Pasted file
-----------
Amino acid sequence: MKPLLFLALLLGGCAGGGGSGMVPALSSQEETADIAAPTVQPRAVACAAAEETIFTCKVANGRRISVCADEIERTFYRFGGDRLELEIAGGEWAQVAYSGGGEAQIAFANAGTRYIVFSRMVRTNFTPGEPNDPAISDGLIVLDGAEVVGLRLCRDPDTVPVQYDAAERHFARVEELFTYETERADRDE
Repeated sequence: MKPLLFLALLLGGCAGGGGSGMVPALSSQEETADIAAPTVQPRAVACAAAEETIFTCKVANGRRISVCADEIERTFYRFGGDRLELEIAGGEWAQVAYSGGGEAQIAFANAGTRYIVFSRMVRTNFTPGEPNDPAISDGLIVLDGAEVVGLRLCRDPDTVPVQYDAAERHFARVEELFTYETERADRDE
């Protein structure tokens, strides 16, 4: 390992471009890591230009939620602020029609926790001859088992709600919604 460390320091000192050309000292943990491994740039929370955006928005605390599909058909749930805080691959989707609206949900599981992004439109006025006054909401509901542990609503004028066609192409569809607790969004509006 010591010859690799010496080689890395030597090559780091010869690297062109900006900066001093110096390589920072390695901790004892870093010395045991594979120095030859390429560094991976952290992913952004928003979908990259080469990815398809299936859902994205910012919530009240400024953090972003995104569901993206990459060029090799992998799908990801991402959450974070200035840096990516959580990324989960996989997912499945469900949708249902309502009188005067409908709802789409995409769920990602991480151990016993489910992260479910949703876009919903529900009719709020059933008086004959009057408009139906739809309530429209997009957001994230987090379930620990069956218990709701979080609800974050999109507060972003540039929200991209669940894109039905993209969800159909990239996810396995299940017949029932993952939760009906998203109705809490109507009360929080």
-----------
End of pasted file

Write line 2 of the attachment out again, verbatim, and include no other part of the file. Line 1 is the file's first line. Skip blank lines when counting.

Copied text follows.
Repeated sequence: MKPLLFLALLLGGCAGGGGSGMVPALSSQEETADIAAPTVQPRAVACAAAEETIFTCKVANGRRISVCADEIERTFYRFGGDRLELEIAGGEWAQVAYSGGGEAQIAFANAGTRYIVFSRMVRTNFTPGEPNDPAISDGLIVLDGAEVVGLRLCRDPDTVPVQYDAAERHFARVEELFTYETERADRDE